- The Washington Times - Saturday, February 2, 2002

ASSOCIATED PRESS
The nation's unemployment rate unexpectedly dropped to 5.6 percent in January, but the improvement came because nearly 1 million disappointed job seekers stopped looking for work.
While there have been growing signs of late that the nation's first recession in a decade is ending, analysts cautioned that the jobless rate will resume rising in the months ahead until the recovery takes a firm hold.
The Labor Department report yesterday showed that the 0.2 percentage point drop in the unemployment rate occurred not because employment went up but because 924,000 job seekers gave up looking for work.
That caused the government's official unemployment figure, which counts only those actively looking for jobs, to fall to 7.9 million in January.
There were signs the worst of the layoffs that blasted the economy after the September 11 terrorist attacks were drawing to a close. A separate survey of businesses showed they trimmed their payrolls by just 89,000 in January, a big improvement from the 311,000 average cuts that occurred in October, November and December.
President Bush, who is still pressing Congress for an economic-stimulus plan to revive the economy, reacted with caution to yesterday's jobless report. "There are some positive numbers but not enough positive numbers to satisfy me," he told reporters.
Private economists predicted the small improvement will be temporary.
"This morning's employment report is considerably weaker than the headline-grabbing decline in the unemployment rate suggests," said Wachovia Securities economist Mark Vitner. "Many job seekers are giving up or at least postponing their job search until economic conditions improve."
Economists had been predicting the unemployment rate would tick up from December's 5.8 percent rate.
In the business survey, employment gains in retailing and air transportation helped to partially offset job losses in other industries.
Analysts say the nearly yearlong recession, which started in March, could be ending. The government reported this week that the U.S. economy managed to eke out a 0.2 percent increase in growth in the final three months of the year, bolstering hopes of recovery.
The battered manufacturing sector appears ready to emerge from a 17-month slump. The Institute for Supply Management said yesterday its index of business activity rose to 49.9 in January from 48.1 the month before. An index above 50 indicates manufacturing growth.
Another report confirmed that construction remains strong. The Commerce Department said construction activity edged up 0.2 percent in December, with much of the strength coming from spending on condominiums, apartments and other multifamily housing, which rose a strong 5 percent. Single-family home construction slipped.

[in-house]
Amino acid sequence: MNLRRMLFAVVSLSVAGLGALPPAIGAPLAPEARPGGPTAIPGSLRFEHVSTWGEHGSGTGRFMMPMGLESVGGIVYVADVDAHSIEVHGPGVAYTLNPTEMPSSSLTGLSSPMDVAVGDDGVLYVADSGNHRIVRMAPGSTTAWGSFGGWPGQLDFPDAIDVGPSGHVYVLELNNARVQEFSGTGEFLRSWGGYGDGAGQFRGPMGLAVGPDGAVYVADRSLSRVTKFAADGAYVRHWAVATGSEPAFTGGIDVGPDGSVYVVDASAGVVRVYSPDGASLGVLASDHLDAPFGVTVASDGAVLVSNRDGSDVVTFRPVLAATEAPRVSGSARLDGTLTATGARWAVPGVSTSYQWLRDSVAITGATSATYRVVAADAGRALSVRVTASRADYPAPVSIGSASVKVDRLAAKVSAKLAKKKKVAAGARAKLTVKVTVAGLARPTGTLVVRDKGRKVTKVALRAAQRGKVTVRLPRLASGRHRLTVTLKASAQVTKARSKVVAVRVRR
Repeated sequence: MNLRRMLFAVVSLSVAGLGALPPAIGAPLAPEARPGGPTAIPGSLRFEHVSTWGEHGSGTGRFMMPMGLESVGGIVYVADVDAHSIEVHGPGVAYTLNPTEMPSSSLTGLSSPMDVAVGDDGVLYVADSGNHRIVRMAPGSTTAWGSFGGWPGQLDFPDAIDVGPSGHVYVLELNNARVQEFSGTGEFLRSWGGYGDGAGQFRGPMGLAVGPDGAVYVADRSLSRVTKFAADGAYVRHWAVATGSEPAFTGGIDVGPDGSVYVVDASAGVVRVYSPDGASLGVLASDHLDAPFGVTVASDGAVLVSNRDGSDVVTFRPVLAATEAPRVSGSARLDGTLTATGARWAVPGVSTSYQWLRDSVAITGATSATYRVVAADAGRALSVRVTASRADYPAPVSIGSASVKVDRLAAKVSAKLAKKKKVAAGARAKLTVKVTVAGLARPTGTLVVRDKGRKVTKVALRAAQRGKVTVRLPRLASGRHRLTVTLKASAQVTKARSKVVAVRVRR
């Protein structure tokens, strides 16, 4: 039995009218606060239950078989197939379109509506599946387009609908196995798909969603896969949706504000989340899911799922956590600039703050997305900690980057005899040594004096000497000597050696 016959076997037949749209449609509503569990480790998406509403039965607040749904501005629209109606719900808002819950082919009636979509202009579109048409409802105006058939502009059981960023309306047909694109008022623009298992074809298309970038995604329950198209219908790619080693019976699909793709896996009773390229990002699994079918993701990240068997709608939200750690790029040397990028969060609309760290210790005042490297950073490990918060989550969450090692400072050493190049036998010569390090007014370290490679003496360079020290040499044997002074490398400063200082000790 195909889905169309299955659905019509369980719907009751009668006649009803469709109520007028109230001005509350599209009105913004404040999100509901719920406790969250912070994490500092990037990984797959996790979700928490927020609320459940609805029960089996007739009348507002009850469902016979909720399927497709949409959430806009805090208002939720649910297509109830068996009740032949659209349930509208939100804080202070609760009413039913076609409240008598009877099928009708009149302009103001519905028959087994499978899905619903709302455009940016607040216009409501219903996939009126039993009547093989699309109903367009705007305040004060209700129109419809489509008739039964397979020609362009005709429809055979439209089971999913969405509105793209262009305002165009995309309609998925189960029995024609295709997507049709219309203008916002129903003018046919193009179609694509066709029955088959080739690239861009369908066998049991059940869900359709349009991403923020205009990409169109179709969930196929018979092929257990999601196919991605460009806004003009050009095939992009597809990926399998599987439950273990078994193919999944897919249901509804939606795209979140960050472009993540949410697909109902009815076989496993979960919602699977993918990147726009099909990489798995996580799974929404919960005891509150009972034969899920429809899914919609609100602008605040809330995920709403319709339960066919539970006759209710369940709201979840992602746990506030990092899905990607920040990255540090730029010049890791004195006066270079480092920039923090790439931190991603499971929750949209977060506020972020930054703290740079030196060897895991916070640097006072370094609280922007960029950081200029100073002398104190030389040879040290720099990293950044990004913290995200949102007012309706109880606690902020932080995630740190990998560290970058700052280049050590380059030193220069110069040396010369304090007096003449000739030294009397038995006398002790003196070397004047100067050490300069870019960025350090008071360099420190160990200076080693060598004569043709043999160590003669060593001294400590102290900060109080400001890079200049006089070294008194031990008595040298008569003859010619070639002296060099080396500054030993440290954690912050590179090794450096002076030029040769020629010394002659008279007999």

Spending on big government projects and commercial construction, such as offices and motels, by private builders dipped last month.
For all of 2001, construction spending rose 5.8 percent, following a 6.8 percent increase in 2000. While last year's performance marked the weakest for builders since 1995, it was still considered solid for a recession period.
Retailing posted a seasonally adjusted gain of 62,000 jobs in January following losses of 241,000 in the last five months of 2001. Holiday hiring in department and apparel stores and other shops had been very light, so there were fewer layoffs than usual in January, resulting in employment gains.
The nation's housing market has continued to flourish despite the economic downturn. But poor weather in January caused construction firms to cut 54,000 jobs. Employment in finance, insurance and real estate edged up by 9,000 as low interest rates continued to entice home buyers.
Air transportation actually grew by 8,000 jobs as the very light holiday hiring in air freight resulted in fewer layoffs than usual. Employment related to commercial airlines continued to fall, however.
The manufacturing industry also kept shedding jobs in January, though the loss of 89,000 was the slowest decline since September. The largest declines were in transportation equipment as motor vehicle plants had temporary shutdowns and aircraft factories also continued to cut jobs.
Fourth-quarter growth in the nation's economy and other signs of recovery persuaded the Federal Reserve to halt its yearlong campaign to lower interest rates. The Fed cut short-term rates 11 times last year in an effort to encourage consumer and business borrowing to jump-start the weak economy.
But the job market will be slowest to recover, and analysts think the unemployment rate, which hit a six-year high in December before last month's drop, probably will continue to rise into the summer to as high as 6.5 percent. That's because the level of job growth in the early stages of the recovery will not be enough to accommodate new workers as they enter the job market.

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